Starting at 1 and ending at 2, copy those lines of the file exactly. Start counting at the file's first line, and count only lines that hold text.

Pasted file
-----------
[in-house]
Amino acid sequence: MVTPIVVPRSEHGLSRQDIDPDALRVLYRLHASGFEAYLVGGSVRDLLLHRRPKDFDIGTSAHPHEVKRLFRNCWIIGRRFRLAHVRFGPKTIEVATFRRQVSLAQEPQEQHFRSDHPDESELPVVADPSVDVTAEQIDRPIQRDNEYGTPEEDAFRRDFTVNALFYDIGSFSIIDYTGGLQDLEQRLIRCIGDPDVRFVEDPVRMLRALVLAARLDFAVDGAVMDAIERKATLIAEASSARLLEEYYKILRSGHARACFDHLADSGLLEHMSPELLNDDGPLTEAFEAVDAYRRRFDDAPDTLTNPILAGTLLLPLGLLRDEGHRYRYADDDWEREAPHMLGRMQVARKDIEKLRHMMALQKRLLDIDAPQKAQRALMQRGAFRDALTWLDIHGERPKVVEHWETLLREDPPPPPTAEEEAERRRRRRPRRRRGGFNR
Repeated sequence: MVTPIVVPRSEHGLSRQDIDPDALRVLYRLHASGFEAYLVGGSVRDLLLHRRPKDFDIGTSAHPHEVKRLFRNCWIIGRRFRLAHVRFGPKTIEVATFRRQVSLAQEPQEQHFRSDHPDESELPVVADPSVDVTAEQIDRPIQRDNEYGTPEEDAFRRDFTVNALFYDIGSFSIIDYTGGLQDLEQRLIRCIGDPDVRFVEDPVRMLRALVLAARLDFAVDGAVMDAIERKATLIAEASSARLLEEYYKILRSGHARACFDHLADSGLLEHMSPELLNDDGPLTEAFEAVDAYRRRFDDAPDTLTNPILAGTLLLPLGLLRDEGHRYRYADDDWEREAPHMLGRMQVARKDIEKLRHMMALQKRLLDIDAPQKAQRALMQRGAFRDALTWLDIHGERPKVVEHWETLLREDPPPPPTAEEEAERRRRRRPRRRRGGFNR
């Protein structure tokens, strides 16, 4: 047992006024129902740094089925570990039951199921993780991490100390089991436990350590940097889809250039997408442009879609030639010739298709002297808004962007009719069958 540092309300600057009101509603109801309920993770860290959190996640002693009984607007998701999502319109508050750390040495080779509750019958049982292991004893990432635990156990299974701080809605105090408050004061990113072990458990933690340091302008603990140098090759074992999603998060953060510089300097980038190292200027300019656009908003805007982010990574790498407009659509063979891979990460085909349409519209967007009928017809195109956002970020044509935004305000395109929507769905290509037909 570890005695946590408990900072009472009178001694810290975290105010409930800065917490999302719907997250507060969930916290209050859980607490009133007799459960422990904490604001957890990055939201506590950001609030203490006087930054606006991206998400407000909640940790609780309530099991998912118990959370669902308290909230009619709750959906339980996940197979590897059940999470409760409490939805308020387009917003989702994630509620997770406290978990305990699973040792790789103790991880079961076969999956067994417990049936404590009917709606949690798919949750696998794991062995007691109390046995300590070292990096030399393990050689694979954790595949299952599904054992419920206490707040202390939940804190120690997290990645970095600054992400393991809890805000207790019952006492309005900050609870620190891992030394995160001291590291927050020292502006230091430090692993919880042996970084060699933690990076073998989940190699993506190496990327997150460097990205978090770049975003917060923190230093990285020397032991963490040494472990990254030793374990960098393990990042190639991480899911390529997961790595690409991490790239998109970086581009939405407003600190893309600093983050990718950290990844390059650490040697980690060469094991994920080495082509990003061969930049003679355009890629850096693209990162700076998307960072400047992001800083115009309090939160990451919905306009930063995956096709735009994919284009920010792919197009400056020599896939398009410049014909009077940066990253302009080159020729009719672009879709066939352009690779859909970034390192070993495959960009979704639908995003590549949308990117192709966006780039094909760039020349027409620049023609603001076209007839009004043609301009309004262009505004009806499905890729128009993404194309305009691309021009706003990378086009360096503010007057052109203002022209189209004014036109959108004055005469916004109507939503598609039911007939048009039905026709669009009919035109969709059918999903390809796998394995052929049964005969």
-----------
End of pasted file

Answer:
[in-house]
Amino acid sequence: MVTPIVVPRSEHGLSRQDIDPDALRVLYRLHASGFEAYLVGGSVRDLLLHRRPKDFDIGTSAHPHEVKRLFRNCWIIGRRFRLAHVRFGPKTIEVATFRRQVSLAQEPQEQHFRSDHPDESELPVVADPSVDVTAEQIDRPIQRDNEYGTPEEDAFRRDFTVNALFYDIGSFSIIDYTGGLQDLEQRLIRCIGDPDVRFVEDPVRMLRALVLAARLDFAVDGAVMDAIERKATLIAEASSARLLEEYYKILRSGHARACFDHLADSGLLEHMSPELLNDDGPLTEAFEAVDAYRRRFDDAPDTLTNPILAGTLLLPLGLLRDEGHRYRYADDDWEREAPHMLGRMQVARKDIEKLRHMMALQKRLLDIDAPQKAQRALMQRGAFRDALTWLDIHGERPKVVEHWETLLREDPPPPPTAEEEAERRRRRRPRRRRGGFNR